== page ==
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Comments by Mike Adams, the Health Ranger
This comic was created after the e. coli outbreak at Taco Bell restaurants in Dec. 2006. As the news reports surfaced about the outbreak spreading to five states, I wrote a humorous message to the email subscribers, wondering how health authorities could have known there was an outbreak, given that Taco Bell food always makes people feel sick. With a few changes to that joke, this comic was created.
Taco Bell food really does make me feel queasy, by the way, which is probably why I haven't eaten there in many years. But I don't mean to pick on Taco Bell's cleanliness standards. The truth about the Taco Bell outbreak is that the e. coli most likely came from one of their ingredient suppliers (lettuce, onions, etc.), not due to any lapse in cleanliness at the Taco Bell restaurants. My guess is that Taco Bell actually has very stringent cleanliness standards that far exceed those of "Pedro's Taco Stand" or some other local Mexican food outlet.
It's not the cleanliness of Taco Bell that I have a problem with, nor the stuff that accidentally gets into their food. I have a problem with the stuff they intentionally put into their food. Like that "mystery meat" substance. What is that? I remember eating a beef burrito many years ago (when I used to actually eat red meat from Taco Bell -- horrifying, I know...) and wondering, "What planet does this stuff come from?"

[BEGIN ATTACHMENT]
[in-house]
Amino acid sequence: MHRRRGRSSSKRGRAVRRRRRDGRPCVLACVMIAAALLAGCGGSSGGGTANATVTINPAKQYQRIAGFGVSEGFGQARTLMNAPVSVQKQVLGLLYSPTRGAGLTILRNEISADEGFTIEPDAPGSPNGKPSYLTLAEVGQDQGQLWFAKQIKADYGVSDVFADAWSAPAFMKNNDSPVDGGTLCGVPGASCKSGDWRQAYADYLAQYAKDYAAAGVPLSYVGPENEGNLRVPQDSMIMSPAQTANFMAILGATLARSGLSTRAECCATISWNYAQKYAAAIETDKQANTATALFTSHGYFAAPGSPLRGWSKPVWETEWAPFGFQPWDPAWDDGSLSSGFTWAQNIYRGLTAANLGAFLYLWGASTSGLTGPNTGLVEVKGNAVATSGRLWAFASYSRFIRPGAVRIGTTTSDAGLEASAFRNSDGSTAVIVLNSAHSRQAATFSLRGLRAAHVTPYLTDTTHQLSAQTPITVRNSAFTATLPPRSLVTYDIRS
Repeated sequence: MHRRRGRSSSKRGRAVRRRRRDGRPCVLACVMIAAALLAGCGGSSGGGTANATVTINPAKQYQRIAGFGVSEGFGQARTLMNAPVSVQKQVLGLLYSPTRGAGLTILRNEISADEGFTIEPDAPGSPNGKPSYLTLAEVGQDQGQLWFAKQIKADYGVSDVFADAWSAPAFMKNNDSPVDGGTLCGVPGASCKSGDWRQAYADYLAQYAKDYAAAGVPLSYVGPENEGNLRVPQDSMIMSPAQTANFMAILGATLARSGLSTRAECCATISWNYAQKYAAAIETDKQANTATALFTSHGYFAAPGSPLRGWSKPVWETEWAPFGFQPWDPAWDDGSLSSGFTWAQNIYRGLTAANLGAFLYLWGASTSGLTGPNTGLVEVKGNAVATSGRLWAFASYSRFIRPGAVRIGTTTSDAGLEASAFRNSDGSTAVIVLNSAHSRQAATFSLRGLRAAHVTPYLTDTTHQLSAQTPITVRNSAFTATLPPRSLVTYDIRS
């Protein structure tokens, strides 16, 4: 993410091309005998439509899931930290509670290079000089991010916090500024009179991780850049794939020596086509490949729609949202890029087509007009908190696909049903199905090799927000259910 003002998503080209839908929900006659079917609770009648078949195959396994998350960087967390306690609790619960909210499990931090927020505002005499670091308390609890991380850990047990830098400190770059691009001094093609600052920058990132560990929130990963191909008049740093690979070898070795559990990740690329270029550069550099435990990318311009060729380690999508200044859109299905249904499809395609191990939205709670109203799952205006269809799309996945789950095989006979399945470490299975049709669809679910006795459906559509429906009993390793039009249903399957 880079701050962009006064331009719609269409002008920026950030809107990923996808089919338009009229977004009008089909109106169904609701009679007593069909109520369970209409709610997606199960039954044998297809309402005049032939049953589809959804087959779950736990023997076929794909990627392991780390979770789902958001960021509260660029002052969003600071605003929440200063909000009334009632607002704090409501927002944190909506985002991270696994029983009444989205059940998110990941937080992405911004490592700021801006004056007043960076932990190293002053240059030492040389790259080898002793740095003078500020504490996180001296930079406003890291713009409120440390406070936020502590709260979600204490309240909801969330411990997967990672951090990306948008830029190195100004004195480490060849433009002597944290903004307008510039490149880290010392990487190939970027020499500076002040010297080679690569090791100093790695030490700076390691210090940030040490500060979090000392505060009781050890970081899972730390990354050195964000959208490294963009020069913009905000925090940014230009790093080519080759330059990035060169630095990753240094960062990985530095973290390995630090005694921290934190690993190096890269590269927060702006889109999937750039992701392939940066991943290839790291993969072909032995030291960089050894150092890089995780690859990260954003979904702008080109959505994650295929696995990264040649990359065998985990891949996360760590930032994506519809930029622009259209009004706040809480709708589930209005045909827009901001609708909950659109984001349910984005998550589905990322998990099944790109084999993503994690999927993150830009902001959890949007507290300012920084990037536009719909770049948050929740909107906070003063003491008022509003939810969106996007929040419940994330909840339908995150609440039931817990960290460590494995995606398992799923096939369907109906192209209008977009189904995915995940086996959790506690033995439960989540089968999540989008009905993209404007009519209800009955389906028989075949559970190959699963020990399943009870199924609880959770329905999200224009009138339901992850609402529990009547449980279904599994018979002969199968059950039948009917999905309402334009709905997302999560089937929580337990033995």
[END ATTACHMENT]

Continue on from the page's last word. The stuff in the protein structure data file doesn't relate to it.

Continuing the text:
I was okay with the lettuce, the tortillas, the onions and maybe even the refried beans, but the beef always scared the appetite right out of me. I always imagined that Taco Bell must be buying whatever cheapest remnants of cow flesh that could legally qualify as suitable for human consumption. As in, one step lower and it's dog food. Whether that's true or not is beyond the scope of this comic, but in my own mind, that's what I always suspected. I mean, let's face it. Taco Bell isn't exactly fine dining.
E. coli may be scary to some people, but let's face the facts here: if you're eating at Taco Bell on a regular basis, you have other problems to be concerned with. Like the acrylamide content of their fried foods, including that huge fried taco salad crispy shell (if they still serve that, anyway) and the real identity of their mystery meat.
Fast food is rife with humor. And Taco Bell's e. coli outbreak was just begging for a cartoon. Next time, it may be Burger King's turn, or McDonald's. But today it was Taco Bell.
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